interrogating the words to understand the experience
“Thousands of tired, nerve-shaken, over-civilized people are beginning to find out that going to the mountains is going home; that wildness is a necessity.” John Muir.
To return is to go back to a former position, to turn and change direction, go back the way you came. So, a homecoming, Penelope at the end of the Odyssey. But you can speak of returning to a place as soon as the second time you go there, and every time after that. Every time you change direction, go back the way you went that first time, you consolidate that sense of the new place as a place of origin.
Resort is a place you go out to (sortie) again and again. And so I keep resorting to the spring at the top of Mount Lemmon--back there, again there. I keep returning, transforming a resort into a source and base.
This is part 2 of a discussion of ketogenic diets, antioxidants, and why herbal infusions and herbs in general are a wonderful thing to incorporate.
Going back to the two reasons we don’t need to be too concerned about missing out on antioxidants through minimizing carbohydrate intake:
1 Some of the lowest-carbohydrate vegetables are also some of the best sources of antioxidants. In other words, the best carb choices on this limited-carb program will also tend to maximize antioxidant consumption.
2 When a metabolism is running on free fatty acids/ketones instead of glucose, the process by which mitochondria convert these into ATP for cellular fuel appears to involve less oxidative stress, thus reducing our overall need for antioxidants (although today’s levels of toxin exposure means we’re still wise to get plenty, although “antioxidants” might not be the best way to think about it, see below).
blogging about blogging, and when not to follow advice
You may be reading this post shortly after it was written, following the sequence of my postings, or you may be reading it at any given time (probably, but not necessarily, subsequent to my writing it). Blog posts straddle a crossroads of the immediately relevant and the timeless treasure. Emphasizing the “timeless treasure” aspect, advice to blog writers often counsels against meta-discussion of situational or sequential issues--it draws too much overt attention to something that will likely be irrelevant two weeks from now.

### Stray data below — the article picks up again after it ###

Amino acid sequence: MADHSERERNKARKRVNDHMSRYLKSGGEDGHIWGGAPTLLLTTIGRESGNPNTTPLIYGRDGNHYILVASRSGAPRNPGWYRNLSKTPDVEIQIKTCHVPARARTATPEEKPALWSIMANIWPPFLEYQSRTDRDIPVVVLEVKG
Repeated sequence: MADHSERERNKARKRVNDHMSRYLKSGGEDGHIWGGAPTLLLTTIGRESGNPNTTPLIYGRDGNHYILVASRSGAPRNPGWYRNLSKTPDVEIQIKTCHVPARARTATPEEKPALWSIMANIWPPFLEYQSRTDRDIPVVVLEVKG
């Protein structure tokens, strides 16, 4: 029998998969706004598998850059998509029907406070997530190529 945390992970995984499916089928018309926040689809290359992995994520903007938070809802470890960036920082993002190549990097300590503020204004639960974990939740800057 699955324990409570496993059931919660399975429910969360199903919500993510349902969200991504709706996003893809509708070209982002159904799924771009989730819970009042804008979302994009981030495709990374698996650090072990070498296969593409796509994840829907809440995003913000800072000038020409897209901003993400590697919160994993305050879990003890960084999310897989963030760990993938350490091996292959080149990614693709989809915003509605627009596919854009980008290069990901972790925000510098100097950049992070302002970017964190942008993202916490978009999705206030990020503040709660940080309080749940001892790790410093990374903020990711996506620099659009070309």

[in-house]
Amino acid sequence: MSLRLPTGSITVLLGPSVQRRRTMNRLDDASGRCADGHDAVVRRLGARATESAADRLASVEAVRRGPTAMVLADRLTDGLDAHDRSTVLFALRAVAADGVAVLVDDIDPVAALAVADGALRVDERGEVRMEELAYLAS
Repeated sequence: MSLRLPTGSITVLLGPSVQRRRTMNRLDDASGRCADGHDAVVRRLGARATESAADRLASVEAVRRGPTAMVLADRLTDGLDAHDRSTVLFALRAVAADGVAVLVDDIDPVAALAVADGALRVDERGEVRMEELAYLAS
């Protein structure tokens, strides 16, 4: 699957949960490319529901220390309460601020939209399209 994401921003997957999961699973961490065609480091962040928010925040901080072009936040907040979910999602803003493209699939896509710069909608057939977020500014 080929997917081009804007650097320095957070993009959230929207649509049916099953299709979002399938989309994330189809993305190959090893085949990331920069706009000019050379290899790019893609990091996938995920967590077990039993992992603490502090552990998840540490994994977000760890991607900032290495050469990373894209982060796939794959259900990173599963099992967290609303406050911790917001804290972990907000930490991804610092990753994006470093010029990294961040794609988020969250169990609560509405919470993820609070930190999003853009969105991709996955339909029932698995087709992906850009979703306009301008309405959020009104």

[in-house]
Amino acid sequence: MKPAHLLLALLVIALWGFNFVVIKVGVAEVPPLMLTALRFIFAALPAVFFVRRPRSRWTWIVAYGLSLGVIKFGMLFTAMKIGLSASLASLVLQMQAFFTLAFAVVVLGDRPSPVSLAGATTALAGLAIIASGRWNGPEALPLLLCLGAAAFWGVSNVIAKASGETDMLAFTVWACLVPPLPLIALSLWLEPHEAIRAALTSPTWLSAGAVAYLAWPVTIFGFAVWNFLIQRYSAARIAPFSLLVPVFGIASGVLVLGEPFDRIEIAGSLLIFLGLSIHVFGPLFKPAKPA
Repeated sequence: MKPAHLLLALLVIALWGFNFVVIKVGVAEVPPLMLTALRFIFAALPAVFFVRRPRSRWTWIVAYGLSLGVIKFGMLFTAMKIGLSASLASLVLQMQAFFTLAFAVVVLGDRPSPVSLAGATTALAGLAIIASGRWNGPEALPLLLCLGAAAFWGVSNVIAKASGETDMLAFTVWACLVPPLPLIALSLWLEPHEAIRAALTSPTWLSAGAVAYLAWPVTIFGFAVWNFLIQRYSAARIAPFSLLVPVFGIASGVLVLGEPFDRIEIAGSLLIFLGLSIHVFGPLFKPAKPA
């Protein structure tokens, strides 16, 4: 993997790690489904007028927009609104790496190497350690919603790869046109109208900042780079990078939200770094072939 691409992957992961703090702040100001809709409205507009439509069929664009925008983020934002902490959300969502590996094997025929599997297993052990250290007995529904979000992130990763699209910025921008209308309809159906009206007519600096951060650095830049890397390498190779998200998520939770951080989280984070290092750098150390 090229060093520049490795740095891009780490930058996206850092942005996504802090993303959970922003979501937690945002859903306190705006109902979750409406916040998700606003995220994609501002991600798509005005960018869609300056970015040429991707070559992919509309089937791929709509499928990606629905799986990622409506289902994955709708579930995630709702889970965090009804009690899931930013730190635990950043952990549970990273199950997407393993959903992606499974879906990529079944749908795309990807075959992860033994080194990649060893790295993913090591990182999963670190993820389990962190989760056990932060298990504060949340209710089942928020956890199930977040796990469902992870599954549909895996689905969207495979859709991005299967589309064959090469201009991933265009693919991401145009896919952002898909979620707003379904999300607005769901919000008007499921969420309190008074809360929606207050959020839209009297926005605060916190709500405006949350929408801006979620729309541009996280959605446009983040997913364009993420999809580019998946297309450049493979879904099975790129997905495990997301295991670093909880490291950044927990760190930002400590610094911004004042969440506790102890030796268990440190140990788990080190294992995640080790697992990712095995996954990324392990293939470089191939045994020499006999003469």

It’s good advice, but since when have I followed advice 100% of the time? So yes, this is a post about what this blog is for and what to expect from it. The short version: I remain E-la-stic, but there is a rhythm to my blogging.
1. Nourishing Herbal/Long Infusions
5% carbohydrate, what we’re aiming for with the therapeutic ketogenic diet, is such a low percentage, some people find it hard to wrap their minds around. Compared to standard diets since the birth of agriculture, it’s a drastic intervention to say the least. But if minimizing carbs promotes brain calm, what’s the tradeoff? Some people raise the concern that carbohydrates, particularly fruits and vegetables, are prime sources of antioxidants, vitamins and minerals, and as-yet unidentified cofactors crucial to nutrient absorption, and that we may not get enough of those..
In this post, I’m going to mention two big reasons why this concern is less serious than it might first appear (and these deserve a whole post of their own, coming up next). Nearer and dearer to my heart as an herbalist, I also share how you can utilize herbs in the form of infusions and teas to get those same antioxidants and micronutrients without adding carbohydrate calories.
Indeed, infusions prepared by long steeping of nutritive herbs are the antithesis of empty calories--they contain no calories, and they are full of highly absorbable nutrition.
doing the work, naming the spells/spelling the name
So, once again you found me looking at words, using word alchemy to transform “running in circles” into “course concentration,” wondering at the fact that so often, no matter where we start, we end up back there again. What’s in it for you?
Give me a few words about cycles, and then I’ll tell you.
plus ça change, plus c'est la même chose
^I think I've used that phrase as subtitle once before. Which makes it QED.
So much to write about! I promised monarda, so let's start there. Actually, monarda is a perfect place to start, for as Michael Cottingham put it so succinctly, "monarda is movement."
I'm moving. Again. And yet feeling some stickiness on certain levels too, and currently in the entropic state where objects waiting to be packed seem to multiply and magnify. Plus ça change, plus c'est la même chose.
context and system can be more than the object itself
There are at least two more things I didn't mention in comparing the "herb" system and the "drug" system of using substances to bring about healing in bodies.
The two I have in mind both turn out to be relevant to today's specific example. These are:
money and tradition of use.